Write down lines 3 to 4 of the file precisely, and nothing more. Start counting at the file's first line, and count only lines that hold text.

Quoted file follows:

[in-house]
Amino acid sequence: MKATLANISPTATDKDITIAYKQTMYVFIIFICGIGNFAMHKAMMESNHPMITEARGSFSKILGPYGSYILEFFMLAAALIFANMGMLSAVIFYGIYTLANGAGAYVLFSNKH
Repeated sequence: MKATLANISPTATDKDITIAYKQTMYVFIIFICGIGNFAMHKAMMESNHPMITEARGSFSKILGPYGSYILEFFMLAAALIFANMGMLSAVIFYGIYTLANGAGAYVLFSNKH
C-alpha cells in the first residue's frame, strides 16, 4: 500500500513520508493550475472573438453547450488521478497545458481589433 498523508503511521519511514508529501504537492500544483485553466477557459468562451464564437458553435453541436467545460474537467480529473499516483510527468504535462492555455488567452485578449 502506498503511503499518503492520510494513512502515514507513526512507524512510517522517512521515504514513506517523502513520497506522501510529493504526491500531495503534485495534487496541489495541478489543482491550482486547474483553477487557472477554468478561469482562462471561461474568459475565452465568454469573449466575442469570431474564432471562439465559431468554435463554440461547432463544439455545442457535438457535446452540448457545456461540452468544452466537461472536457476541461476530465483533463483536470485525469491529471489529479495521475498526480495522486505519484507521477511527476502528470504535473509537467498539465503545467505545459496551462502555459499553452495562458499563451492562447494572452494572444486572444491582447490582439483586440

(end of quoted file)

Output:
Repeated sequence: MKATLANISPTATDKDITIAYKQTMYVFIIFICGIGNFAMHKAMMESNHPMITEARGSFSKILGPYGSYILEFFMLAAALIFANMGMLSAVIFYGIYTLANGAGAYVLFSNKH
C-alpha cells in the first residue's frame, strides 16, 4: 500500500513520508493550475472573438453547450488521478497545458481589433 498523508503511521519511514508529501504537492500544483485553466477557459468562451464564437458553435453541436467545460474537467480529473499516483510527468504535462492555455488567452485578449 502506498503511503499518503492520510494513512502515514507513526512507524512510517522517512521515504514513506517523502513520497506522501510529493504526491500531495503534485495534487496541489495541478489543482491550482486547474483553477487557472477554468478561469482562462471561461474568459475565452465568454469573449466575442469570431474564432471562439465559431468554435463554440461547432463544439455545442457535438457535446452540448457545456461540452468544452466537461472536457476541461476530465483533463483536470485525469491529471489529479495521475498526480495522486505519484507521477511527476502528470504535473509537467498539465503545467505545459496551462502555459499553452495562458499563451492562447494572452494572444486572444491582447490582439483586440